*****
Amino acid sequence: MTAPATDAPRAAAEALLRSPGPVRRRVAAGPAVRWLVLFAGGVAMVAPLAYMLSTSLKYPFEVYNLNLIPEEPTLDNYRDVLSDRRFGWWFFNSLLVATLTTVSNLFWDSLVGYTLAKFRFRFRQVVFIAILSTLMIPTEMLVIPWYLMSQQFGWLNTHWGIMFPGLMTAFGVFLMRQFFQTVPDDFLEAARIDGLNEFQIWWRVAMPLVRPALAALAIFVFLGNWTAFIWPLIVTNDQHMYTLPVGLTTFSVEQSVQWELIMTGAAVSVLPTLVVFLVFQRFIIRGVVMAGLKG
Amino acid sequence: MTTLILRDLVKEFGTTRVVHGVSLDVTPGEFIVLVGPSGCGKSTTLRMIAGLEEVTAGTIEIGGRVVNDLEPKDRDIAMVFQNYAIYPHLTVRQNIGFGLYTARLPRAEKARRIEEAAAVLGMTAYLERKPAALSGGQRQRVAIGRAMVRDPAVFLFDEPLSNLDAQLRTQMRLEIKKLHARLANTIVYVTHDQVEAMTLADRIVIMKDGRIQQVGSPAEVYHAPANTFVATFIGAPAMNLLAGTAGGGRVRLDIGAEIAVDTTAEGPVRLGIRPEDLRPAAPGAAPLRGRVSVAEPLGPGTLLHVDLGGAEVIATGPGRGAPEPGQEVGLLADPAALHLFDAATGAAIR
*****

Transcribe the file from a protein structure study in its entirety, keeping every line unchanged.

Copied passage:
Amino acid sequence: MTAPATDAPRAAAEALLRSPGPVRRRVAAGPAVRWLVLFAGGVAMVAPLAYMLSTSLKYPFEVYNLNLIPEEPTLDNYRDVLSDRRFGWWFFNSLLVATLTTVSNLFWDSLVGYTLAKFRFRFRQVVFIAILSTLMIPTEMLVIPWYLMSQQFGWLNTHWGIMFPGLMTAFGVFLMRQFFQTVPDDFLEAARIDGLNEFQIWWRVAMPLVRPALAALAIFVFLGNWTAFIWPLIVTNDQHMYTLPVGLTTFSVEQSVQWELIMTGAAVSVLPTLVVFLVFQRFIIRGVVMAGLKG
Amino acid sequence: MTTLILRDLVKEFGTTRVVHGVSLDVTPGEFIVLVGPSGCGKSTTLRMIAGLEEVTAGTIEIGGRVVNDLEPKDRDIAMVFQNYAIYPHLTVRQNIGFGLYTARLPRAEKARRIEEAAAVLGMTAYLERKPAALSGGQRQRVAIGRAMVRDPAVFLFDEPLSNLDAQLRTQMRLEIKKLHARLANTIVYVTHDQVEAMTLADRIVIMKDGRIQQVGSPAEVYHAPANTFVATFIGAPAMNLLAGTAGGGRVRLDIGAEIAVDTTAEGPVRLGIRPEDLRPAAPGAAPLRGRVSVAEPLGPGTLLHVDLGGAEVIATGPGRGAPEPGQEVGLLADPAALHLFDAATGAAIR